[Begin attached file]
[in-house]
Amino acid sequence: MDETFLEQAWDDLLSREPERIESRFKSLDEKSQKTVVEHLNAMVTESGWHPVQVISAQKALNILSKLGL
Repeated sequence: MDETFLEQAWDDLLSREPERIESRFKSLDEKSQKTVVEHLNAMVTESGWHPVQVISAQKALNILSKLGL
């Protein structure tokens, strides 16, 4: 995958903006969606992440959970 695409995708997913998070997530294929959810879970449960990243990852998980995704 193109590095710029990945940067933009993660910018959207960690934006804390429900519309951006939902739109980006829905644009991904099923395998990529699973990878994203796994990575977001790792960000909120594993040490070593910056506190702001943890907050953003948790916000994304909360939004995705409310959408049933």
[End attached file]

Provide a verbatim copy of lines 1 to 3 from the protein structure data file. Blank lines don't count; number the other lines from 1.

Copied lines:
[in-house]
Amino acid sequence: MDETFLEQAWDDLLSREPERIESRFKSLDEKSQKTVVEHLNAMVTESGWHPVQVISAQKALNILSKLGL
Repeated sequence: MDETFLEQAWDDLLSREPERIESRFKSLDEKSQKTVVEHLNAMVTESGWHPVQVISAQKALNILSKLGL